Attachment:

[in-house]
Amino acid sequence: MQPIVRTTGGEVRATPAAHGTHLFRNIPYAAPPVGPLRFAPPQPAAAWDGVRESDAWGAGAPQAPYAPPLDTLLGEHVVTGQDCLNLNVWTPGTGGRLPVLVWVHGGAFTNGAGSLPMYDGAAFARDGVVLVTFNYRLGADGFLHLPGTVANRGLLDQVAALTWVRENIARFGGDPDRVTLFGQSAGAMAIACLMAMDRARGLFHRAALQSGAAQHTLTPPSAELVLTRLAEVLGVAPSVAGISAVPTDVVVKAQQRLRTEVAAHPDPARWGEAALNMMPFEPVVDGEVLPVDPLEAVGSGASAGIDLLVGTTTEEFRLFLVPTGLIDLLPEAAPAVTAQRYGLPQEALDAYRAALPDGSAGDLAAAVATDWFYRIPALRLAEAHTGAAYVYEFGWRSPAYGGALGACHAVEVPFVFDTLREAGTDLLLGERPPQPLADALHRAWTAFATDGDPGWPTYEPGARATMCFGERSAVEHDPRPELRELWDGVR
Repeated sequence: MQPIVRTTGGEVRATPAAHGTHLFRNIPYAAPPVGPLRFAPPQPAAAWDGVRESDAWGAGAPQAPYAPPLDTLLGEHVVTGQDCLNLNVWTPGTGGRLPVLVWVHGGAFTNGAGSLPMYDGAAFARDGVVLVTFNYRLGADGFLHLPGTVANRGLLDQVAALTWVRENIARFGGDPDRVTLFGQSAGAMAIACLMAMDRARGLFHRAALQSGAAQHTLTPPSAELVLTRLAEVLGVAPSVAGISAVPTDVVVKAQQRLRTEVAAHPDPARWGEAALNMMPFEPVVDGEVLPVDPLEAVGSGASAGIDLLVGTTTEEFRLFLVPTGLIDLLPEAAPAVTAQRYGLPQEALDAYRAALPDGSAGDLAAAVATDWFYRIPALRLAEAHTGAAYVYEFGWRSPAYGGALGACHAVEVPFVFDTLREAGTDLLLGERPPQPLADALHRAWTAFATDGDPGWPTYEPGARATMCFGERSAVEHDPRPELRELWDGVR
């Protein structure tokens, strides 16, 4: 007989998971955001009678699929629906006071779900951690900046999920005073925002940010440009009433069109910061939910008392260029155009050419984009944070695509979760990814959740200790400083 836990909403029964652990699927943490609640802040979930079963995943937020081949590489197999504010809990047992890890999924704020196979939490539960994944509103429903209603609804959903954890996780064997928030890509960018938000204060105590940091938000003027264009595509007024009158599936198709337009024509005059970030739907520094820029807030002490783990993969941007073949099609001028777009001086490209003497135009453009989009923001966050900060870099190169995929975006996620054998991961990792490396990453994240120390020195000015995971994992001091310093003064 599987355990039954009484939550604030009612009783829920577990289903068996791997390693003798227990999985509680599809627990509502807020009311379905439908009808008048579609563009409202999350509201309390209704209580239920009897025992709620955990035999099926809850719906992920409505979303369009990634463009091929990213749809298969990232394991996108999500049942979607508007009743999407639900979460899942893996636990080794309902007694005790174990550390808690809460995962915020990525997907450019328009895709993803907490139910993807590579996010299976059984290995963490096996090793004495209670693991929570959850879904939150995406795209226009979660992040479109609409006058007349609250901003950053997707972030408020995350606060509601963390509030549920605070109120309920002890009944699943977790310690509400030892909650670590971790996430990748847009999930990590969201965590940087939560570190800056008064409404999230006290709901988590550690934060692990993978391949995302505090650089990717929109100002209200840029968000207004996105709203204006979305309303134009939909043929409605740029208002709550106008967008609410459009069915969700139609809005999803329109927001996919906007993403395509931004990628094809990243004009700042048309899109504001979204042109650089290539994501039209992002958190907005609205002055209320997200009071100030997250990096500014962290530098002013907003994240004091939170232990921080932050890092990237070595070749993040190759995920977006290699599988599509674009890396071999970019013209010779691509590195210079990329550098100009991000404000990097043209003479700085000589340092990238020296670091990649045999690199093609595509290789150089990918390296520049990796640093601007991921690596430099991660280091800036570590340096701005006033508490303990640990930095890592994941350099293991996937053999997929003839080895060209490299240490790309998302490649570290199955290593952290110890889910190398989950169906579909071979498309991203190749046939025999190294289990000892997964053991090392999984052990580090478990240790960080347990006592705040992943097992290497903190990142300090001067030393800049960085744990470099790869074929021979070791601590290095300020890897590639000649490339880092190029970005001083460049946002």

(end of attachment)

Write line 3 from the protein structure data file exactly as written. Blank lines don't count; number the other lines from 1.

Repeated sequence: MQPIVRTTGGEVRATPAAHGTHLFRNIPYAAPPVGPLRFAPPQPAAAWDGVRESDAWGAGAPQAPYAPPLDTLLGEHVVTGQDCLNLNVWTPGTGGRLPVLVWVHGGAFTNGAGSLPMYDGAAFARDGVVLVTFNYRLGADGFLHLPGTVANRGLLDQVAALTWVRENIARFGGDPDRVTLFGQSAGAMAIACLMAMDRARGLFHRAALQSGAAQHTLTPPSAELVLTRLAEVLGVAPSVAGISAVPTDVVVKAQQRLRTEVAAHPDPARWGEAALNMMPFEPVVDGEVLPVDPLEAVGSGASAGIDLLVGTTTEEFRLFLVPTGLIDLLPEAAPAVTAQRYGLPQEALDAYRAALPDGSAGDLAAAVATDWFYRIPALRLAEAHTGAAYVYEFGWRSPAYGGALGACHAVEVPFVFDTLREAGTDLLLGERPPQPLADALHRAWTAFATDGDPGWPTYEPGARATMCFGERSAVEHDPRPELRELWDGVR